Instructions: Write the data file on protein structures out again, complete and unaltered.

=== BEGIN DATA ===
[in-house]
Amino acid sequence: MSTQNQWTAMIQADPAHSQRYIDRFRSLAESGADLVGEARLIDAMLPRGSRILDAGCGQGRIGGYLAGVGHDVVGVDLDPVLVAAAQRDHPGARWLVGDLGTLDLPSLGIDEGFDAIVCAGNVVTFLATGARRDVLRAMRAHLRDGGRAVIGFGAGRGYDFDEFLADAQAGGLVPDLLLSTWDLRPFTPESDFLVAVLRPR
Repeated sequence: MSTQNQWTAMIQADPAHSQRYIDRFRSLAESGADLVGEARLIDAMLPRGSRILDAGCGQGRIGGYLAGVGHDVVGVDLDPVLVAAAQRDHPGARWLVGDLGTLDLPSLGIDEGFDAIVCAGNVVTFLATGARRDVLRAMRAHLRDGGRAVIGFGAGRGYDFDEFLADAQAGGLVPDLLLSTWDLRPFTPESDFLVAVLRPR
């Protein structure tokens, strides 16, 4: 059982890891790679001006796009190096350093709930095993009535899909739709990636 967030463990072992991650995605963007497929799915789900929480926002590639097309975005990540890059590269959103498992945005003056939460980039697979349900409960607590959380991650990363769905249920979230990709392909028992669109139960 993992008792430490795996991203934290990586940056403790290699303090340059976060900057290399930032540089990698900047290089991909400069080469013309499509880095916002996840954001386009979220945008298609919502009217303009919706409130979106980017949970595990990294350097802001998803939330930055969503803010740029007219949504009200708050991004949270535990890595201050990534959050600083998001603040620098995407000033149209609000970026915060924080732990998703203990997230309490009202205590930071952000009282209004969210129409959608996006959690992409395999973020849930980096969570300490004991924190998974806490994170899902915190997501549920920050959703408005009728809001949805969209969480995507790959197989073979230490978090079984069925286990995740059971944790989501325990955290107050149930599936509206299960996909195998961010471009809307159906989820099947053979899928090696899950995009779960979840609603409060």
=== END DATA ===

[in-house]
Amino acid sequence: MSTQNQWTAMIQADPAHSQRYIDRFRSLAESGADLVGEARLIDAMLPRGSRILDAGCGQGRIGGYLAGVGHDVVGVDLDPVLVAAAQRDHPGARWLVGDLGTLDLPSLGIDEGFDAIVCAGNVVTFLATGARRDVLRAMRAHLRDGGRAVIGFGAGRGYDFDEFLADAQAGGLVPDLLLSTWDLRPFTPESDFLVAVLRPR
Repeated sequence: MSTQNQWTAMIQADPAHSQRYIDRFRSLAESGADLVGEARLIDAMLPRGSRILDAGCGQGRIGGYLAGVGHDVVGVDLDPVLVAAAQRDHPGARWLVGDLGTLDLPSLGIDEGFDAIVCAGNVVTFLATGARRDVLRAMRAHLRDGGRAVIGFGAGRGYDFDEFLADAQAGGLVPDLLLSTWDLRPFTPESDFLVAVLRPR
């Protein structure tokens, strides 16, 4: 059982890891790679001006796009190096350093709930095993009535899909739709990636 967030463990072992991650995605963007497929799915789900929480926002590639097309975005990540890059590269959103498992945005003056939460980039697979349900409960607590959380991650990363769905249920979230990709392909028992669109139960 993992008792430490795996991203934290990586940056403790290699303090340059976060900057290399930032540089990698900047290089991909400069080469013309499509880095916002996840954001386009979220945008298609919502009217303009919706409130979106980017949970595990990294350097802001998803939330930055969503803010740029007219949504009200708050991004949270535990890595201050990534959050600083998001603040620098995407000033149209609000970026915060924080732990998703203990997230309490009202205590930071952000009282209004969210129409959608996006959690992409395999973020849930980096969570300490004991924190998974806490994170899902915190997501549920920050959703408005009728809001949805969209969480995507790959197989073979230490978090079984069925286990995740059971944790989501325990955290107050149930599936509206299960996909195998961010471009809307159906989820099947053979899928090696899950995009779960979840609603409060």